Up until the tail-end of 2017, we hadn’t heard an awful lot from Yorkshire’s Marmozets in quite some time. Having rounded up the campaign surrounding successful debut album The Weird and Wonderful prematurely due to a horrific knee injury sustained by vocalist Becca Macintyre, the band were forced to step back into the shadows for as long as necessary. After a period of tough rehabilitation and collective re-discovery, the band returned this year on the pummelling Knowing What You Know Now, an album which ticked all the right boxes and forced the Bingley outfit right back into the midst of public consciousness. Earlier this week, the band stopped off at Utrecht’s industrial De Helling for a sold-out headline show. We sat down with frontwoman Macintyre earlier that day to discuss new music, rehabilitating and moving forward.

Hey Becca. How are you?
Great, I’m glad to be back in Holland.

How was your UK tour?
Pretty gnarly, actually! The crowds were insane, and we couldn’t have asked for much more in regards to their responses, really. There was such a family vibe, and everybody went absolutely schizo. You can’t ask for much more.

You also took on Brussels and Paris last week. How much of a difference do you notice between UK and European crowds?
So this is what we were discussing last night, because the energy is still exactly the same. There’s just less people, which is bizarre because less people normally means less energy. It’s usually people who are just quickly checking out a band or heard about it from a friend. It was on fire in Paris last night, though. Everyone went mental! Haha.

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Does it ever make you all feel somewhat disheartened when you go from playing huge crowds to suddenly standing in front of a handful of people?
No, not at all.

Your new album, Knowing What You Know Now, follows on the back of a debut album campaign which ended quite abruptly for you with your knee injury. Can you tell me a little bit more about the timeline you followed this time round and how everything panned out?
Thankfully it did pan out! It was a bit of a struggle because I got quite heavily depressed due to the knees. I was largely bed-bound and feeling as though I couldn’t do it anymore, which is mad. That’s what does happen when you’re put in such a place. I’m used to being busy and used to being on the road, so to then be told that I had to still was quite mind-boggling. I got through it fine, and I was at home a lot of the time once I started rehabilitating. I was learning to walk again daily, and I was going to physio. At one point, I thought to myself that I couldn’t be going up and down on crutches all the time; I used to live in Yorkshire but now I’m down south with my mum, stepdad and the kids. I couldn’t carry on with my crutches and suitcases all the time, so we had a moment where I told the rest of the band to come down to Norwich so that we could crack on with new music. We’d already been writing a load of stuff, but we just weren’t feeling it enough. We wrote New Religion in Norwich, and that was it.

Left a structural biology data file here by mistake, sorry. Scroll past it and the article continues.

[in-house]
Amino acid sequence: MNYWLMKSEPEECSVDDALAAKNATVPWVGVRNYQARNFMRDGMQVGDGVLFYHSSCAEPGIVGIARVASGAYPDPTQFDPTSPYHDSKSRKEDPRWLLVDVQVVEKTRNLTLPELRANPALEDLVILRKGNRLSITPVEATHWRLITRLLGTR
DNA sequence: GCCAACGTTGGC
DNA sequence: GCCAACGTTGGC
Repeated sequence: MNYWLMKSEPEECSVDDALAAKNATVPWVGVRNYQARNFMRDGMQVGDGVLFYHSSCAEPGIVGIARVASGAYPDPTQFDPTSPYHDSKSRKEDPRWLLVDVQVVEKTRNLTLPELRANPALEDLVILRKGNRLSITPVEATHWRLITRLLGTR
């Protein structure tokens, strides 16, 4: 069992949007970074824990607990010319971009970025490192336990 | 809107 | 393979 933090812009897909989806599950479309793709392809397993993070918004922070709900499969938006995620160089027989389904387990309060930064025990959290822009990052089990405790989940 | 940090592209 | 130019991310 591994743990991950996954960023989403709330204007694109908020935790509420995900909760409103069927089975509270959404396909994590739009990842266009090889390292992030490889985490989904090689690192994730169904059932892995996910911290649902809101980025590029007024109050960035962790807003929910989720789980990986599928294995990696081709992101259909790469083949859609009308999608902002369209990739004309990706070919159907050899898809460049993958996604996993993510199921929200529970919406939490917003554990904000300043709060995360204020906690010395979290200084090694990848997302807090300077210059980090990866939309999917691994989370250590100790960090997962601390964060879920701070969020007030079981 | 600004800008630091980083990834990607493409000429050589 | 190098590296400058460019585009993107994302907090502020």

That was the spark.
Yeah, that! It’s funny, because the Bottomley boys weren’t quite happy being in Norwich as we’d taken them out of their comfort zone. I couldn’t walk, though! Haha.

You were out of your comfort zone anyway!
Yeah, exactly! It’s just weird how you have to wait and go through so much crap to get the material that you need, because even if you are in a great place the material doesn’t always come. You need to go through events and situations before you have something solid to write about again.

Were you also rehabilitating during the recording process itself?
Yeah. My knees were still getting stronger and stronger, but it was an amazing process to record the album with Gil Norton in Monmouth, Wales. It was in the middle of nowhere, which was so great in helping us become reconnected with one another again.

What did Gil bring to the table from a production perspective?
He’s just not an arsehole. He’s a humble guy, and he’s got kids himself so he knows what family’s about and knows how to work with us. We’re still young, and we’re not these grown adults with houses and kids yet. Everything we do is still a lot of fun, but we’re working towards that point where it all becomes far more serious. We had a great time with Gil, and the process was mental. We didn’t drive Gil too crazy! Haha.